On July 16, 2019, the UK Open Banking Implementation Entity (OBIE) released a report titled, “Open Banking: Preparing for Lift Off” (the OBIE Report), which covers current progress, future potential and challenges for Open Banking. The initial phase of the Open Banking implementation in the UK is scheduled to be completed in September 2019. Further adjustments may follow this milestone.
The OBIE Report is a significant update because the UK has been seen as a global leader in Open Banking. While it is still early to draw conclusions, the OBIE Report’s recommendations are relevant to other jurisdictions implementing their own versions of Open Banking who may want to learn from the UK’s experience.
What is OBIE?
OBIE was set up by an order from the UK Competition & Markets Authority (CMA) in September 2016 to address the challenge of insufficient competition in retail banking and drive future innovation in financial services. OBIE’s role is to develop standards for Application Programming Interfaces (APIs), data structures and security architectures necessary for Open Banking. While OBIE is a private organization, the CMA has required it be funded by the nine largest UK Banks (the CMA9) and overseen by the CMA, the Financial Conduct Authority (FCA) and the Treasury. OBIE has issued Guidelines for Open Data Participants which cover best practices for security, requirements for Open Banking participation, management of personal data, and records retention. (see our blog post here)
What has been accomplished so far?
Initially, OBIE deliberately took a minimum viable product approach to the rollout of Open Banking APIs, where the OBIE released the APIs as early as possible so that learnings from user feedback could be incorporated. Since receiving early feedback on the Open Banking APIs that the user experience was “lengthy and cumbersome”, OBIE has been able to respond expeditiously by revising the Open Banking standards to provide a more consumer-centric comprehensive user experience. According to the OBIE Report, user conversion rates for Open Banking entities have doubled since the rollout of the revised standards.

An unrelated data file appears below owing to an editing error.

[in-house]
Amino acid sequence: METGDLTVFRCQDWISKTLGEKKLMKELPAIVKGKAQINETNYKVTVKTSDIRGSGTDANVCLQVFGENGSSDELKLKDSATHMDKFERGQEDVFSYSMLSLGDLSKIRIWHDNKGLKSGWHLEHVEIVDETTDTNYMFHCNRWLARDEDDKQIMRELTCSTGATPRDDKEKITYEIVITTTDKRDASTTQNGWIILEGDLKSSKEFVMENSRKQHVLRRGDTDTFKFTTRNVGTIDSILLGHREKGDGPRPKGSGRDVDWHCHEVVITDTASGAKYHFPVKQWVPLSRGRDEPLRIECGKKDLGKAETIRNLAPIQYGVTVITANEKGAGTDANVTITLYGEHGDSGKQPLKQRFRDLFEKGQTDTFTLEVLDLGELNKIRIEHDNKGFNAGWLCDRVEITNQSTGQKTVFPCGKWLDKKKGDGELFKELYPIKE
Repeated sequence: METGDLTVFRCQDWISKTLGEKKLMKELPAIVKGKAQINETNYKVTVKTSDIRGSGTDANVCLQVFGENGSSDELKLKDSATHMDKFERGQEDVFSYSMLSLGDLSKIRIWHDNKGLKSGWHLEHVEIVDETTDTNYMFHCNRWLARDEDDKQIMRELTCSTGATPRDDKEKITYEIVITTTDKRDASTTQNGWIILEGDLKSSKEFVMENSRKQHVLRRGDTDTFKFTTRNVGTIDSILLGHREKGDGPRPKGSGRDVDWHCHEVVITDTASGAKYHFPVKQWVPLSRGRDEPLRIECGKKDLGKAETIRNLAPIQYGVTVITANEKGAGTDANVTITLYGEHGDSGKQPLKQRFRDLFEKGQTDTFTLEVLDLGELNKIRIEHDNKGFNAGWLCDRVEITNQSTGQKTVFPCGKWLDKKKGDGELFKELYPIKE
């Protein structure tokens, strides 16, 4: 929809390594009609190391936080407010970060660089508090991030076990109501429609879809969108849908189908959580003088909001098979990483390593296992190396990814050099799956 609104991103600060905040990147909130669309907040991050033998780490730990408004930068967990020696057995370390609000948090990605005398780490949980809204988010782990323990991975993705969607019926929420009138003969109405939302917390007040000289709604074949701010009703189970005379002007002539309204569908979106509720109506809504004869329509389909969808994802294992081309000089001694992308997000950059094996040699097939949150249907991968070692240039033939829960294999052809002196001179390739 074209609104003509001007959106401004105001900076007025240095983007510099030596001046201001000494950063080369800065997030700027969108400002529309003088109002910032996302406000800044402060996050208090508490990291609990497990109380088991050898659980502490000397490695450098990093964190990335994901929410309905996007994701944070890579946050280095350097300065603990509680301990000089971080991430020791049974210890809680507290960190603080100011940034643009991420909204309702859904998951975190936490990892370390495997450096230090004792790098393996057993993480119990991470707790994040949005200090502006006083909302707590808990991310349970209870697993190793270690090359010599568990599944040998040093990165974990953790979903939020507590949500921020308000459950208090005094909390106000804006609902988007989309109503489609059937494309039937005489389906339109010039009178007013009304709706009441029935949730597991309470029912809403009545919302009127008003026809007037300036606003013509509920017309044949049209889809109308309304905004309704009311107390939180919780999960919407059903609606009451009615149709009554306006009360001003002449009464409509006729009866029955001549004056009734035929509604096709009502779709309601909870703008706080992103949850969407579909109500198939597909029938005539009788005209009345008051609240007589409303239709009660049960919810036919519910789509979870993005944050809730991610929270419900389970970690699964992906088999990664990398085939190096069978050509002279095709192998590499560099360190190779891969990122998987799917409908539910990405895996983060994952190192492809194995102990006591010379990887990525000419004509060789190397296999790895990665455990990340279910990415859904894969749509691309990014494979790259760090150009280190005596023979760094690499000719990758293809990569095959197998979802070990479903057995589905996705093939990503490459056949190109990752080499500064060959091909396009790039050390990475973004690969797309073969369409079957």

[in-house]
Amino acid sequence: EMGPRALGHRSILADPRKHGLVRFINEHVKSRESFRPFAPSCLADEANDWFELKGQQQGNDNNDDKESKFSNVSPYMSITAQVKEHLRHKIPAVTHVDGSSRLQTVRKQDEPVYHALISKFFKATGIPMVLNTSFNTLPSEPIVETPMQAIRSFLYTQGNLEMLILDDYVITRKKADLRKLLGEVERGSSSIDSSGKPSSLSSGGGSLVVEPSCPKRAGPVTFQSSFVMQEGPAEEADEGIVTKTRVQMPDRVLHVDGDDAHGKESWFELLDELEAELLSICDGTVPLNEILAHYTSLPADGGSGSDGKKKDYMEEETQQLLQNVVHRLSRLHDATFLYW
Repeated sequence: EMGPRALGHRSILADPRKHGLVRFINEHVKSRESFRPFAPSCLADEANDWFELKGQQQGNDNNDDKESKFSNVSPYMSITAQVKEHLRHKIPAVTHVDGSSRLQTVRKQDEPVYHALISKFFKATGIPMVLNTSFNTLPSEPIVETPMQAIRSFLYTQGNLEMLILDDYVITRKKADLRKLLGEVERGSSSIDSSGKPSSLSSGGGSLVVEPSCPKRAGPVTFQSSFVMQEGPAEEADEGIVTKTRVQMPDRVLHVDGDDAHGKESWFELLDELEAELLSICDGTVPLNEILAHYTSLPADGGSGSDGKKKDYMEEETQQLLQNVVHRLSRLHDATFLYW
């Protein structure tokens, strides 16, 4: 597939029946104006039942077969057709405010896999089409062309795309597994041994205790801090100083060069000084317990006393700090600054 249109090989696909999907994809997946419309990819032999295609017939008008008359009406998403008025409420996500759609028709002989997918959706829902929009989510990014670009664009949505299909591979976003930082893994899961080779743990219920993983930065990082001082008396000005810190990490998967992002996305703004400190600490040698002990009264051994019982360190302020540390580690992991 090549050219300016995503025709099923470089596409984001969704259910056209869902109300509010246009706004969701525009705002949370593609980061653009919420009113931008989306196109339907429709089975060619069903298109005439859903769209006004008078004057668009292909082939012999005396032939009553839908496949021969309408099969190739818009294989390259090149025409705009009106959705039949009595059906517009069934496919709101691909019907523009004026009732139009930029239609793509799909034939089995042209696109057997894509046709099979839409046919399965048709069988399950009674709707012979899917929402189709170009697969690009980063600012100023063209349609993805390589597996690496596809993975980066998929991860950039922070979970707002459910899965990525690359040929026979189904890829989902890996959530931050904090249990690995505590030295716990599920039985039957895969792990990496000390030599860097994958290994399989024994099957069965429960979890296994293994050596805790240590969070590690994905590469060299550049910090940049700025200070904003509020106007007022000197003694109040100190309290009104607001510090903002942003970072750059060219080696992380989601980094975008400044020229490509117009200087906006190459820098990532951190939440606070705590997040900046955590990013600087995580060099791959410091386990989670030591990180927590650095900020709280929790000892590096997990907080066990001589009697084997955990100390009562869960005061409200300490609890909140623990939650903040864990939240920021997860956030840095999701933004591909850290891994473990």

Since the launch of Open Banking in the UK, more than 135 entities have been approved by the FCA to offer Open Banking services. Use cases for account aggregation services, personal financial managers and small business financial management are currently live. Other exciting applications for consumer lending, credit enhancement, e-commerce, identity verification, and product comparison are in design and testing.
The UK Open Banking universe overseen by OBIE overlaps imperfectly with the regulatory landscape created by the EU’s Revised Payments Services Directive (PSD2). The main theme of the OBIE report’s recommendations is that this is a potential challenge for Open Banking going forward. Some key priorities and recommendations for Open Banking identified within the report include improving payments capabilities and refund functionality, the development of Premium APIs and improving consent protections for consumers.
- Improving Payments Capabilities – Some Third Party Providers (TPPs) indicated that the initial Open Banking payment APIs lacked functionalities such as the possibility of refunds and the ability for customers to pre-approve payments for subscription services. The OBIE report recommends exploring “variable recurring payments” for convenience and security going forward.
- Improving Consent Protections – The OBIE Report suggests codifying a consumer’s consent and attaching it to the underlying data so that data processors, auditors, and regulators, can trace the scope of the consent and how customer data is to be used. Further, data for users who revoke their consent should be deleted automatically.
- TPP Reauthentication – Rather than customers having to revisit their bank’s app to reauthenticate every 90 days for ongoing relationships with TPPs, the OBIE Report recommends allowing customers to reauthenticate with TPPs directly in order to ensure continuity of service.
- Premium APIs – OBIE is planning to create Premium APIs that sit above the mandatory Regulatory APIs. Premium APIs can be provided voluntarily by banks for contractual remuneration from TPPs. One potential benefit of this approach is the creation of commercial incentives for banks to provide API access.
- Expanding Open Banking into Open Finance – Currently PSD2 and the CMA Open Banking Order are limited to current accounts and payments accounts. The OBIE report recommends expanding to other financial products including savings accounts, pensions, mortgages, and insurance. The FCA is already taking action by creating an Open Finance project team.
What does this mean for Canada?
Canada is in an ongoing consultation process related to Open Banking (see our blog post). This has involved both a consultation paper from the Department of Finance as well as a report from the Standing Senate Committee on Banking, Trade and Commerce (see our blog post on the Senate Report). Canadian stakeholders may thus find the UK developments of interest.